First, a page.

Presented by:

02e41b70f994656d2a0ff8c8703bd915

Carol Smith (csmith107@gmail.com)

No video of the event yet, sorry!

This presentation will open a discussion about how we are introducing new developers to programming. Most textbooks, tutorials, and trainings begin by introducing new developers to mathematics lessons within the language. Many courses on programming require math skills as prerequisites. However, math prowess is not usually an indicator of one's potential programming abilities. Those people who have been told from a young age that they aren't good at math or generally doubt their math skills often feel excluded from the world of programming unnecessarily.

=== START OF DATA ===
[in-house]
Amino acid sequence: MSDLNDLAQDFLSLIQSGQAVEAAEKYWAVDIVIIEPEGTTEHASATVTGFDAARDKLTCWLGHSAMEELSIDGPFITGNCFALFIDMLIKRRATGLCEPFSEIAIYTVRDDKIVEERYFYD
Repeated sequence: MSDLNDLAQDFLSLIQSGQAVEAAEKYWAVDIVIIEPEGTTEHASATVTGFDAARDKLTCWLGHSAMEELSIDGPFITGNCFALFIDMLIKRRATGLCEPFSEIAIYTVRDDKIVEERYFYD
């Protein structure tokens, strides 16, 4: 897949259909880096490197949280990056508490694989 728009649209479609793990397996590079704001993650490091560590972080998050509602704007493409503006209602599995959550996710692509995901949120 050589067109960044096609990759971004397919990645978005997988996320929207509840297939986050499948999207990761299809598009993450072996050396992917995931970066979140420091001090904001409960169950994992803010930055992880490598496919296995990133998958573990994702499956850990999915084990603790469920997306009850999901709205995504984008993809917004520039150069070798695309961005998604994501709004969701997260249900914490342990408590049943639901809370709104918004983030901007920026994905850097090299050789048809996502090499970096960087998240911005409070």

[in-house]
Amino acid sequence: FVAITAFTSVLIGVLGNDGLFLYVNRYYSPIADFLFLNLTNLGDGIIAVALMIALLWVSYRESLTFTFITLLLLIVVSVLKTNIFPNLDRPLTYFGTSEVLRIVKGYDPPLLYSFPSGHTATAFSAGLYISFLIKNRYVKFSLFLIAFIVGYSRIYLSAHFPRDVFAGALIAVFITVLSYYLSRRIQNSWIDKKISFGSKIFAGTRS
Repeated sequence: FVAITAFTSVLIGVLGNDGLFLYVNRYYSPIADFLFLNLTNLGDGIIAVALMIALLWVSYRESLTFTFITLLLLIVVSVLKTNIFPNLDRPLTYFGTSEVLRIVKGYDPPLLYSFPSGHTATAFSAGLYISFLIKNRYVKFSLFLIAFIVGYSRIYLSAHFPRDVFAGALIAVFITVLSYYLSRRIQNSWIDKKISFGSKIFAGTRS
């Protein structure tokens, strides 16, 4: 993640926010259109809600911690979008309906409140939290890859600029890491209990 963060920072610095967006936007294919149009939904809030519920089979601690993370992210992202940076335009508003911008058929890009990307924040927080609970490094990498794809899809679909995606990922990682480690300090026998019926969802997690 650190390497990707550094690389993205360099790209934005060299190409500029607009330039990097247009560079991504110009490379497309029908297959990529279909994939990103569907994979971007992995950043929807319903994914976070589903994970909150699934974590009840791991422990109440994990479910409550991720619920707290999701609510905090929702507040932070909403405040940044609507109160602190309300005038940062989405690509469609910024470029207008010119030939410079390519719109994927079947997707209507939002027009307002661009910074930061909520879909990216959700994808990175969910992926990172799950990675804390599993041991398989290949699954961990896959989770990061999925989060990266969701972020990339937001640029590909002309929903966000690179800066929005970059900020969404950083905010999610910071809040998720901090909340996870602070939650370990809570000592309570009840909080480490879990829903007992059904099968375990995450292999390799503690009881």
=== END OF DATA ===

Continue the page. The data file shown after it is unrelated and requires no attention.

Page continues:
I will pose questions about whether we can be using methods other than math skills to teach programming languages to adult beginners. I propose logic and reasoning skills are more important programming concepts to master to help new developers succeed. Let's change the way we're teaching programming and break down more artificial barriers to entry for becoming a developer.

Date:
2016 November 11 - 15:30
Duration:
1 h
Room:
Room 3178
Conference:
Seattle GNU/Linux Conference 2016
Language:
Track:
Difficulty:

Happening at the same time:

  1. Your Resume Is Code
  2. Start Time:
    2016 November 11 15:30

    Room:
    Room 3184

  3. Rust flies a rocket!
  4. Start Time:
    2016 November 11 15:30

    Room:
    Room 3183

  5. What are Observables and Why Should I Care?
  6. Start Time:
    2016 November 11 15:30

    Room:
    Room 3179

  7. Data-driven Post-mortems
  8. Start Time:
    2016 November 11 15:30

    Room:
    Room 3180